Are You at Risk for Sciatica Pain?

The risk of sciatica increases with age. Sciatica causes pain, tingling/numbness, weakness, and loss of reflexes in the lower back, buttocks, legs, and feet. Sometimes sciatica is caused by degenerative conditions, like arthritis—and lifestyle factors are at play, as well.

Radiculopathy is a condition in which a nerve root in the spinal column is compressed. Sciatica is a type of lumbar (lower spine) radiculopathy in which the sciatic nerve is compressed.

Sciatica refers to pain down one leg.
design36

Age as Sciatica Risk Factor

One of the main risk factors for sciatica is getting older. With age, many issues can contribute to spine degeneration. Age-related changes can bring on sciatica due to changes in your intervertebral discs, bone spurs, and spinal stenosis.

  • Degeneration of the intervertebral disc usually starts around the age of 30. 
  • Spinal stenosis (narrowing of the spine) usually first crops up in people older than 50.
  • Arthritic changes in the spine, such as bone spurs, can develop after years of arthritis.
  • Additionally, the discs themselves have begun their descent to vulnerability -- the older you get, the more resilience you've likely lost in your spinal discs.

Because of work, social, and sports activities, people between the ages of 30 and 50 have a higher likelihood of spine injury or other types of spine damage, which can lead to sciatica.

A Sedentary Lifestyle

While injuries from activities can damage your spine, sitting as a regular habit ups your sciatica risk too.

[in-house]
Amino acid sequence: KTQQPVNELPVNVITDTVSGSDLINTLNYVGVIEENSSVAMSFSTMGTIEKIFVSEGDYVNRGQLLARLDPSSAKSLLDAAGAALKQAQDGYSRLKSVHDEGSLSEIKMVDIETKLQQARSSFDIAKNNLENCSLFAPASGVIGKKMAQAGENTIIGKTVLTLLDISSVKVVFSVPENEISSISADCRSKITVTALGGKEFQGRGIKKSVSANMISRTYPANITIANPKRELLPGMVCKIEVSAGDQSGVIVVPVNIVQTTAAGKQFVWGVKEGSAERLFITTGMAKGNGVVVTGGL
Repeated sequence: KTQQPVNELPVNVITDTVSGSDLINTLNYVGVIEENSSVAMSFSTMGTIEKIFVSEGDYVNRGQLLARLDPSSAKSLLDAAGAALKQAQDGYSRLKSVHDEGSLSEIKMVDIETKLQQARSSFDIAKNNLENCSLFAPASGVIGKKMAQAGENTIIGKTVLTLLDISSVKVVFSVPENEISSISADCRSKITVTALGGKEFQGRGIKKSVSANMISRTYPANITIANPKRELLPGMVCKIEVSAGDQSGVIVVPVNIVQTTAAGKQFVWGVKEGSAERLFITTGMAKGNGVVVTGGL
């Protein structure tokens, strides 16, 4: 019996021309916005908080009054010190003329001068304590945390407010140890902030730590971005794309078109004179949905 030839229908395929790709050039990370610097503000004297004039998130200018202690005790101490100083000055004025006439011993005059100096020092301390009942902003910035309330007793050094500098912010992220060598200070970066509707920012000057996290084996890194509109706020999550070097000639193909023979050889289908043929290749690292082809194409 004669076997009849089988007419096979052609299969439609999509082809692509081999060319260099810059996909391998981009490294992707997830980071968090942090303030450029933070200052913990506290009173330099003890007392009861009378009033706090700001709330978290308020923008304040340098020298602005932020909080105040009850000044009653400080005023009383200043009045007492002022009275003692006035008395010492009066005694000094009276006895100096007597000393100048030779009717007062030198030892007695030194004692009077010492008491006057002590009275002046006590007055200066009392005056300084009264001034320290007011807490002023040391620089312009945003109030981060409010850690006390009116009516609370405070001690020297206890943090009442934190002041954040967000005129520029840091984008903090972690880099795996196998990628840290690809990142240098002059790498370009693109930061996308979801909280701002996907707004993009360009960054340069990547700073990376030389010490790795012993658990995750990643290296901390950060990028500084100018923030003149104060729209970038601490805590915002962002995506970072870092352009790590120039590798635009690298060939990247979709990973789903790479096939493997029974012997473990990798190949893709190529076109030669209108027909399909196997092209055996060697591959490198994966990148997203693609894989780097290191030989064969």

You might find yourself sitting for prolonged periods of time while working at a computer, driving a lot, behaving like a couch potato, and the like. 

A big reason that sitting can lead to sciatica is that sitting compresses your spine and discs, which—depending on your spine condition—may irritate a spinal nerve root. Another reason is that sitting may put pressure on the sciatic nerve directly, as in the case of piriformis syndrome.

Manual Labor and Your Sciatica Risk

Frequently lifting heavy loads and/or repeatedly twisting the spine is associated with disc herniation, which often results in lumbar radiculopathy.

Another work-related risk factor is vibration, such as operating a jackhammer.

Walkers and Runners

The two sports that are most likely to increase the risk for sciatica symptoms are walking and running. This is likely due to the repeated contraction of the piriformis muscle. During extended periods of walking and running, the piriformis muscle tightens to help you propel yourself forward. When the piriformis muscle becomes tight, it can cause irritation to the sciatic nerve, which runs under it. 

A 2002 Finnish study published in Spine Journal showed that walking is associated with the onset of sciatica symptoms, while jogging is associated with a continuation of symptoms. The study looked at 327 workers with sciatica, and 2,077 workers without sciatica.

Other Groups: Pregnant Women, Diabetics